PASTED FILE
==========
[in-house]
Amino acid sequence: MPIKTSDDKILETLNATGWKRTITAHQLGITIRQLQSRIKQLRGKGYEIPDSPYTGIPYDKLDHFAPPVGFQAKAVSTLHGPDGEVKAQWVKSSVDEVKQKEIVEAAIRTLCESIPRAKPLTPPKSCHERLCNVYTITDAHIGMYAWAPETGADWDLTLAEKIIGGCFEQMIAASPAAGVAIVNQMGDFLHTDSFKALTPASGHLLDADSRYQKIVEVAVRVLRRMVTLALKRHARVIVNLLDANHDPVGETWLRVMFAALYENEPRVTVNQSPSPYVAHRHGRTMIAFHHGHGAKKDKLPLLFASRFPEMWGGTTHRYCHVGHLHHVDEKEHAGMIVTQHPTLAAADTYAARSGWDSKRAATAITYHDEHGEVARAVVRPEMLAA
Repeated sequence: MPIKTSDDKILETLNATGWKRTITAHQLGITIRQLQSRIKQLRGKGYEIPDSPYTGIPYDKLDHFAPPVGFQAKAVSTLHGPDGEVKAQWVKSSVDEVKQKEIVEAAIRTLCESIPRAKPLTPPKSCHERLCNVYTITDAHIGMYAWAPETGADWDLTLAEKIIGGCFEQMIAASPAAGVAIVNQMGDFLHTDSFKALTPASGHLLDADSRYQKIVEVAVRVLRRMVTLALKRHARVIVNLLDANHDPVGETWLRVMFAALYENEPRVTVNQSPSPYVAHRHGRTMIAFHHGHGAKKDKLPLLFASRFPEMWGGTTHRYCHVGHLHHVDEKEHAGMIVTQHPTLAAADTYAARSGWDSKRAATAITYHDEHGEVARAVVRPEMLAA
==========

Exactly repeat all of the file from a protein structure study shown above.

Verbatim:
[in-house]
Amino acid sequence: MPIKTSDDKILETLNATGWKRTITAHQLGITIRQLQSRIKQLRGKGYEIPDSPYTGIPYDKLDHFAPPVGFQAKAVSTLHGPDGEVKAQWVKSSVDEVKQKEIVEAAIRTLCESIPRAKPLTPPKSCHERLCNVYTITDAHIGMYAWAPETGADWDLTLAEKIIGGCFEQMIAASPAAGVAIVNQMGDFLHTDSFKALTPASGHLLDADSRYQKIVEVAVRVLRRMVTLALKRHARVIVNLLDANHDPVGETWLRVMFAALYENEPRVTVNQSPSPYVAHRHGRTMIAFHHGHGAKKDKLPLLFASRFPEMWGGTTHRYCHVGHLHHVDEKEHAGMIVTQHPTLAAADTYAARSGWDSKRAATAITYHDEHGEVARAVVRPEMLAA
Repeated sequence: MPIKTSDDKILETLNATGWKRTITAHQLGITIRQLQSRIKQLRGKGYEIPDSPYTGIPYDKLDHFAPPVGFQAKAVSTLHGPDGEVKAQWVKSSVDEVKQKEIVEAAIRTLCESIPRAKPLTPPKSCHERLCNVYTITDAHIGMYAWAPETGADWDLTLAEKIIGGCFEQMIAASPAAGVAIVNQMGDFLHTDSFKALTPASGHLLDADSRYQKIVEVAVRVLRRMVTLALKRHARVIVNLLDANHDPVGETWLRVMFAALYENEPRVTVNQSPSPYVAHRHGRTMIAFHHGHGAKKDKLPLLFASRFPEMWGGTTHRYCHVGHLHHVDEKEHAGMIVTQHPTLAAADTYAARSGWDSKRAATAITYHDEHGEVARAVVRPEMLAA